Hamtun H1 Watch Review

I’ve known Ross for a little while now; he’s an active follower of Watch It All About. Last year he asked my opinion on titanium watches, and I gave him my thoughts. A year later, he has done an incredible job of designing and manufacturing his own watch. It’s not a stock timepiece, it’s all custom designed and built; so naturally that’s an impressive achievement.

I’ve been able to get my hands on his new Hamtun H1 for a week (it’s doing the rounds) so here are my brief thoughts on the watch. It’s available on Kickstarter until October 27th 2016.

The specs

  • Case dimensions: 41mm x 48mm x 13mm
  • Case material: grade-5 titanium
  • Bezel: Matte ceramic
  • Movement: NH35A
  • Strap: Choice of bracelet (grade-5 titanium) or silicone (very dark grey matte)
  • Crystal: Double domed sapphire with AR coating on inside and outside
  • Lug width: 22mm
  • WR: 200m
  • Price: From $199 / £150 for early backers

The case

The case is constructed of grade-5 titanium, with a pleasant matte finish. It’s well shaped and finished. It’s designed in a tool style with the crown located at 4, with the logo engraved at the end.

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The case features a highly toothed bezel, with really great grip. It has a little bit of give and not the smoothest action. The ceramic insert is very nice indeed with all markings filled with lume.


The screw-in caseback has some nice detailing to it to match the general feel of thew watch.

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Sitting on top of the case is a double-domed sapphire crystal, which offers excellent clarity thanks to the anti-reflective coating on the top and bottom – something you don’t see often at all on affordable watches.


The dial

The dial is simple and bold – just what a tool watch should be. It’s a sandwich dial – the hour markers are cut out and filled with lume on a lower level.


The date window located at 4 is neatly executed. It lines up with the crown so it fits in place. There is a black date wheel to match the dial, which is not necessarily something you’d expect on a watch costing this much.


We have very simple and bold hour and minute hands: straight batons with a small pointed tip. The seconds hand is plain blue point that provides a dash of colour along with the blue on the minute track located on the rehaut.

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The bracelet / strap

The bracelet is made of the same matte titanium as the case, so they work together seamlessly. I’m personally not too keen on the sizing of the links, with them all the same width. I think a wider centre link would make the bracelet look a little more modern – but that really is just my personal thought. The links are secured with very impressive, smooth and easy to use screw-in pins.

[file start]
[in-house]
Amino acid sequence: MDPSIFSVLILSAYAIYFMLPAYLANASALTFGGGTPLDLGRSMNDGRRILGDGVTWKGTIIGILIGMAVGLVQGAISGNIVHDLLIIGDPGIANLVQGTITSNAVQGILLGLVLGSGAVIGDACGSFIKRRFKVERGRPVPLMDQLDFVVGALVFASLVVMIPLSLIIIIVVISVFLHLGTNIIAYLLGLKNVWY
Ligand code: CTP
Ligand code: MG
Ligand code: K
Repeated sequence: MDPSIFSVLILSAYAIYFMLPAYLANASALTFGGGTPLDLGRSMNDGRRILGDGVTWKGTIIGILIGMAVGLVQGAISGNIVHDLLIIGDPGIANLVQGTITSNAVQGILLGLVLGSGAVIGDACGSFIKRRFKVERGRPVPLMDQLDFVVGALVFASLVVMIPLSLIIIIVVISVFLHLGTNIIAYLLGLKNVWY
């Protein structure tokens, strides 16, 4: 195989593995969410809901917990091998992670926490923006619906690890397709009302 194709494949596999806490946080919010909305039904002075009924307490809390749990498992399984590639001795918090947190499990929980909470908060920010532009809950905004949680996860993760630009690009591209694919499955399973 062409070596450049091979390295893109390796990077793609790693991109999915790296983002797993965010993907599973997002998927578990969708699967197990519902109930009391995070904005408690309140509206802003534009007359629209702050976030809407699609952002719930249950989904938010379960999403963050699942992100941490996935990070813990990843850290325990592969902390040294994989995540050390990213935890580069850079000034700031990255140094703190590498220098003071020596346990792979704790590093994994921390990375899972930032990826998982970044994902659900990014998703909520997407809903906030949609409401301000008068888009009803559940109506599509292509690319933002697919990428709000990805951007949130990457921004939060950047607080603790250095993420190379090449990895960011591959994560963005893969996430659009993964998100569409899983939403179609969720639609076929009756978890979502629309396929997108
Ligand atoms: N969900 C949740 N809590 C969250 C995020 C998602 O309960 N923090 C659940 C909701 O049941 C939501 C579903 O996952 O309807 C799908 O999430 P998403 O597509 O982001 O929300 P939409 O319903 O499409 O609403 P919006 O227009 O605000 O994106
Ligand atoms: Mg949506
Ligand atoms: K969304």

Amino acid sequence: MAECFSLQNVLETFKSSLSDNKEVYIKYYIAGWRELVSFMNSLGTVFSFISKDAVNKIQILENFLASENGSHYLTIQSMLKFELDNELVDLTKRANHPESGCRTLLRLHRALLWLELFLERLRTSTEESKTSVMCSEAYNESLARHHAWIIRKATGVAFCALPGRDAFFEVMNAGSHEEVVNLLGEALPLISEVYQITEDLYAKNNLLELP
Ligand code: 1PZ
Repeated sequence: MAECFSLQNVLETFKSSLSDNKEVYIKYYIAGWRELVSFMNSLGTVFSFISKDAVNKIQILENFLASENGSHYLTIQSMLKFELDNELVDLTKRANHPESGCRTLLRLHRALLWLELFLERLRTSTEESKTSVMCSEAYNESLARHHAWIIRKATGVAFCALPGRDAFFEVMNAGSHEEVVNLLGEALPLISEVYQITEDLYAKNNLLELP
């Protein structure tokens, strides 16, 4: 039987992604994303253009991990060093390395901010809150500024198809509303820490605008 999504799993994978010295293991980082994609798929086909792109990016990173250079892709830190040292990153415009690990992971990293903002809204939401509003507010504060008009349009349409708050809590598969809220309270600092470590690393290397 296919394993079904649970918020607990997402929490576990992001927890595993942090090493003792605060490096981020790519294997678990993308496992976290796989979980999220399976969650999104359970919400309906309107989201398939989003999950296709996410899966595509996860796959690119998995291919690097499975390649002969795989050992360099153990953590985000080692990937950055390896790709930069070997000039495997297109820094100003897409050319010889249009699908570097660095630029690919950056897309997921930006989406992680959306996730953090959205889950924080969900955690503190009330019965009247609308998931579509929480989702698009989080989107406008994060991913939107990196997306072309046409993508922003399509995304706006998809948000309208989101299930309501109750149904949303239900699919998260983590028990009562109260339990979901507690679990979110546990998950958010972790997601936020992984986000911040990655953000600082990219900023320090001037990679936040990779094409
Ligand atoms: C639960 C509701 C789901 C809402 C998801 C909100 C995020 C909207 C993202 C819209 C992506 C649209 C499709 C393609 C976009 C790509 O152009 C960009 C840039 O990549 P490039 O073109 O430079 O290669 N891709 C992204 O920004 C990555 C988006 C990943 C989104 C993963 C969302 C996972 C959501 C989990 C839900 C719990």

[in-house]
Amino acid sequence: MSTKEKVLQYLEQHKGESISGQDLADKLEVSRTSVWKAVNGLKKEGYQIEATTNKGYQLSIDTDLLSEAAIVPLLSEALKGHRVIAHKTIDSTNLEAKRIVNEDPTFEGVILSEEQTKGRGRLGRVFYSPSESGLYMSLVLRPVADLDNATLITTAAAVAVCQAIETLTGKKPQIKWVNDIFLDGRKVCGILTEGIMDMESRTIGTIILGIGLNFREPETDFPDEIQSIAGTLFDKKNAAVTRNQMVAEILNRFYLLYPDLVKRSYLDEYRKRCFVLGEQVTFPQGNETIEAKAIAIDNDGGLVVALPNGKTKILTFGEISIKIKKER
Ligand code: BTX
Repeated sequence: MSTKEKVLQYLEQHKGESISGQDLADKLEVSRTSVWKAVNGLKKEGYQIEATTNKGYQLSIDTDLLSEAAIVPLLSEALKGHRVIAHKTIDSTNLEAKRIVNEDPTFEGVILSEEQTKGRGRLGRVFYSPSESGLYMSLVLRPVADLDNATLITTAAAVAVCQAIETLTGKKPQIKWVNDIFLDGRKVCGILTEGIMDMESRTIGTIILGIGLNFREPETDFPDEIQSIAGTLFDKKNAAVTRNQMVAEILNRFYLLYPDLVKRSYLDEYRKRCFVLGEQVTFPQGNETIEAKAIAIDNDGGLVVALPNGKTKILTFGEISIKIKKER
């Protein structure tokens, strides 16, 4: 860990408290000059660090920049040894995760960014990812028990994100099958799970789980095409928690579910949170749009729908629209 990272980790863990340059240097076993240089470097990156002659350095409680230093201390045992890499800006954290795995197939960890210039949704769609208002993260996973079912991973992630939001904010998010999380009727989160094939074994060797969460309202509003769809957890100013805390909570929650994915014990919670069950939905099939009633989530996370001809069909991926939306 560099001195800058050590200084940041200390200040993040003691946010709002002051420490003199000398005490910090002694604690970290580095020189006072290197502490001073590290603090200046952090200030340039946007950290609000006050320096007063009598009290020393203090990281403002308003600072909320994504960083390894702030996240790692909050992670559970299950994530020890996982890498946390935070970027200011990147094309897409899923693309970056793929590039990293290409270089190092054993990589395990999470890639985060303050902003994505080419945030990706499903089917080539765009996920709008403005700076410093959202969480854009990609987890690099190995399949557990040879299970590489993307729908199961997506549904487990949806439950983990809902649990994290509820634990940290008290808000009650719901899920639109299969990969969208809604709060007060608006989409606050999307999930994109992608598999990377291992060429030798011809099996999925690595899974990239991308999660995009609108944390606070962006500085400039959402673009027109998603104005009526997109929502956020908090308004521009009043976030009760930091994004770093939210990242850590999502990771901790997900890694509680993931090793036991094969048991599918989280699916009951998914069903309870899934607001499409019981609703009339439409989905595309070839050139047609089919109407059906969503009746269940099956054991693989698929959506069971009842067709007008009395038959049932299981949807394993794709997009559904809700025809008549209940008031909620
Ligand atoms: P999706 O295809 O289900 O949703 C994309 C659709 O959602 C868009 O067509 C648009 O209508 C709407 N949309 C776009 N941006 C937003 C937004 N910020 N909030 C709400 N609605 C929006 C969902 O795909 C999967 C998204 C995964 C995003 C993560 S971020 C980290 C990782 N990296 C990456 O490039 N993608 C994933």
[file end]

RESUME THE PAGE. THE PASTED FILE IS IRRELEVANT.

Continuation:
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The silicone strap is really lovely and soft, and I think it looks fantastic. It’s my favoured option, and it fits the watch around the lugs snugly and accurately. The strap has the logo subtly moulded on the top of both ends which looks pretty sharp.

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The movement

The movement found in the Hamtun H1 is the Seiko NH35A. I’ve seen this a good few times now – it’s quite a popular choice for affordable watches as it’s well known to be solid and dependable, yet well priced. It can be found in the G. Gerlach Submarine and Orzel, the Gruppo Gamma A-41, Helm Vanuatu, Melbourne Watch Co Parkville, and the Invicta Pro Diver just to name a few.

It’s pretty accurate straight out from the factory, and has a hacking seconds hand and hand winding capabilities. It runs at 21.6k bph (6 ticks per second) and has 24 jewels and a 41 hour power reserve. A good choice of movement.

Final comments

The Kickstarter pledges are ridiculously priced. £150 is extremely good value, the next available pledge at £200 is still great, and even for the the RRP of £250 you’re getting a lot of watch for the money. Titanium case and bracelet, double coating AR, NH35A movement, ceramic bezel insert are all specs that result in a very impressive timepiece. There’s a few little bits here and there that aren’t quite as well finished as I would like, but this is a sample so I hope that the final batch are spotless.

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1 comment

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  1. 1
    jonathan walmsley

    Great to see some ‘IRL’ photos of this. I’m a backer myself so it’s great to see that it all looks great outside of the studio. My only concern is the AR coating. I’m not a fan of outer-coating as it kind of negates the non-scratching benefit of having sapphire crystal in the first place. Underside, sure, that’s a no-brainer. But perhaps not outer (especially with a domed crystal). Having actually been with this watch in person, do you think the AR is really a benefit on the outside?

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